Seed World

3 Things to Know About Baijiu

Made from fermented sorghum and other grains, baijiu has been distilled in China since at least the Yuan Dynasty.

You’ve likely never heard of the world’s most-consumed spirit, but baijiu is a big reason Chinese distillers are interested in new sorghum varieties.

It’s the world’s most-consumed spirit, and you’ve likely never heard of it, let alone had a taste.

It’s called baijiu, and it’s been consumed by the Chinese for a very long time. Distilled from fermented sorghum and other grains, it’s been distilled in China since at least the Yuan Dynasty, which began in 1271. It’s the best-selling spirit in the world, with nearly 3 billion gallons sold last year, according to statistics.

Despite being little-known outside of its home country, the sorghum breeding community is becoming increasingly aware of baijiu. Not because breeders prefer drinking it over other adult beverages, but because the baijiu industry is on the hunt for ideal varieties it can use to produce its prized product.

Here are three things to know about this popular Asian beverage and its connection to the sorghum breeding world.

  1. Chinese baijiu producers want sorghum from abroad. U.S. sorghum has already been sold to China in 2019 for use in the baijiu industry, according to Reece Cannady, U.S. Grains Council manager of global trade. Chinese researchers will examine different formulations and processes for creating baijiu with U.S. sorghum varieties, comparing the effect of U.S. sorghum to domestic Chinese sorghum in the distilling process.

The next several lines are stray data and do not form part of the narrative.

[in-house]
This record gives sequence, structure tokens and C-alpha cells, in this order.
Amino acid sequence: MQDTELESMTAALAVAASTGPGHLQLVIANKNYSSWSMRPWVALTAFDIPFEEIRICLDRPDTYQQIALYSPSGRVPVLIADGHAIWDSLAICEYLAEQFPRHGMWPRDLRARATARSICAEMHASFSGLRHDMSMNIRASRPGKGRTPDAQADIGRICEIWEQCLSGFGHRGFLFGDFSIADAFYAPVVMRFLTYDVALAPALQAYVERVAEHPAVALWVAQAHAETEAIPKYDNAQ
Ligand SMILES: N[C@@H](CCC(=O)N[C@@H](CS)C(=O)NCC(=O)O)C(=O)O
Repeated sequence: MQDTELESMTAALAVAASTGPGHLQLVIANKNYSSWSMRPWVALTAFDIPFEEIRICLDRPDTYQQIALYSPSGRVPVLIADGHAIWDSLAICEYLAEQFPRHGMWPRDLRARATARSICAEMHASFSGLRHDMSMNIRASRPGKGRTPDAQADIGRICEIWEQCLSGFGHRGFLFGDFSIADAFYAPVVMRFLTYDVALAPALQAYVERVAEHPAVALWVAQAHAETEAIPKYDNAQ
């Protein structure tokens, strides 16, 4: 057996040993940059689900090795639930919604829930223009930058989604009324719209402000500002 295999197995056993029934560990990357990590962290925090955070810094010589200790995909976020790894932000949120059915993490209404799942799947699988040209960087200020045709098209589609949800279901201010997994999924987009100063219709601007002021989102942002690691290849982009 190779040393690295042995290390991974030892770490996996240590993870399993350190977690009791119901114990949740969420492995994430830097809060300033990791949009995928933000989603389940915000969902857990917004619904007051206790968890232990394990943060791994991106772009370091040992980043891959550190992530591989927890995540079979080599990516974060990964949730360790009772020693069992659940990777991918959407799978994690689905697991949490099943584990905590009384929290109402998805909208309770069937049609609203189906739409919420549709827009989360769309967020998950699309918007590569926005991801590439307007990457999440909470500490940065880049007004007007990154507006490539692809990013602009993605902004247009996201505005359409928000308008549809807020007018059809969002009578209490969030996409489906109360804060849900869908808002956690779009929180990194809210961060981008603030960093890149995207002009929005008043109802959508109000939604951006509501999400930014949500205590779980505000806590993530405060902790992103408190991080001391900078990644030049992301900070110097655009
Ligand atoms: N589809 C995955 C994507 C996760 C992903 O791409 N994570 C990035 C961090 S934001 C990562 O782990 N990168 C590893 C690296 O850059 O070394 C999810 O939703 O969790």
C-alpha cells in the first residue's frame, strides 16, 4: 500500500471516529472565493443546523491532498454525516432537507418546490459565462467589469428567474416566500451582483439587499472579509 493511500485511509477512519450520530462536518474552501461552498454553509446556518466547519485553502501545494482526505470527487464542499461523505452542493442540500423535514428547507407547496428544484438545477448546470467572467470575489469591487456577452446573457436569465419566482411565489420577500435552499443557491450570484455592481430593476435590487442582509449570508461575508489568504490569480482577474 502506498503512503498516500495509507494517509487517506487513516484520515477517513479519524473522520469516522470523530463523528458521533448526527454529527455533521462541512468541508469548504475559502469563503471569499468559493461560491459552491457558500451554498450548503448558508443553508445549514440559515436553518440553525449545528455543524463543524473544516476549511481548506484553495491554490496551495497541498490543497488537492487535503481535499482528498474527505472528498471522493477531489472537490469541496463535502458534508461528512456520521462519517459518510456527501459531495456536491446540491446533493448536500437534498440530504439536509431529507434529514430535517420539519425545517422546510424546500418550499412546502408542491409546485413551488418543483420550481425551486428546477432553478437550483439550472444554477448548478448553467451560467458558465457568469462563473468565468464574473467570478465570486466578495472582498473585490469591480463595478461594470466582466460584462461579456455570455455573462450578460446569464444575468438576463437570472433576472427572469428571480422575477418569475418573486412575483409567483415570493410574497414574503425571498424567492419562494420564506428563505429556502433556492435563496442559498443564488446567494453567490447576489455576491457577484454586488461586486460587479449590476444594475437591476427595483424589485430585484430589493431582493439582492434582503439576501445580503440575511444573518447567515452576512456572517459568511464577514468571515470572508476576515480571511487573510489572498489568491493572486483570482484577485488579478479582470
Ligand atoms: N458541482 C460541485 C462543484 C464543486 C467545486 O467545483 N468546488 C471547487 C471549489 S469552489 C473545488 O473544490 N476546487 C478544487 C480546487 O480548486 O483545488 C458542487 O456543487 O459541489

2. Distillers in China are on the hunt for new varieties. Cannady traveled to China in March with China-based U.S. Grains Council staff and a United Sorghum Checkoff Program (USCP) delegation. The group visited baijiu production facilities as well Jiangnan Southern University in Wuxi, where research is being funded by the Council and USCP to discover what types of sorghum are preferred for use in baijiu and what recipes can draw out the favorable flavor compounds in these varieties.
  3. Tannin waxy sorghum is highly prized for making baijiu, presumably because alcohol can be made more efficiently with waxy sorghum due to reduced fermentation times and it is possible that the tannin trait mimics the grain traditionally used for baijiu production, according to William Rooney, a sorghum breeder at Texas A&M University. According to Professor Chris Blanchard, the director of the Australian Research Council (ARC) Industrial Transformation Training Centre for Functional Grains at Wagga Wagga in New South Wales, there are lots of different types of baijiu from different regions with different characteristics, “so we need to understand the complexities and see where the opportunities are for Australian sorghum.” Researchers are testing Australian sorghum varieties for alcohol yield and other parameters important to Chinese buyers. Blanchard hopes lines of sorghum will be identified, through collaboration with the University of Queensland’s Professor David Jordan, that will be ideal for baijiu production.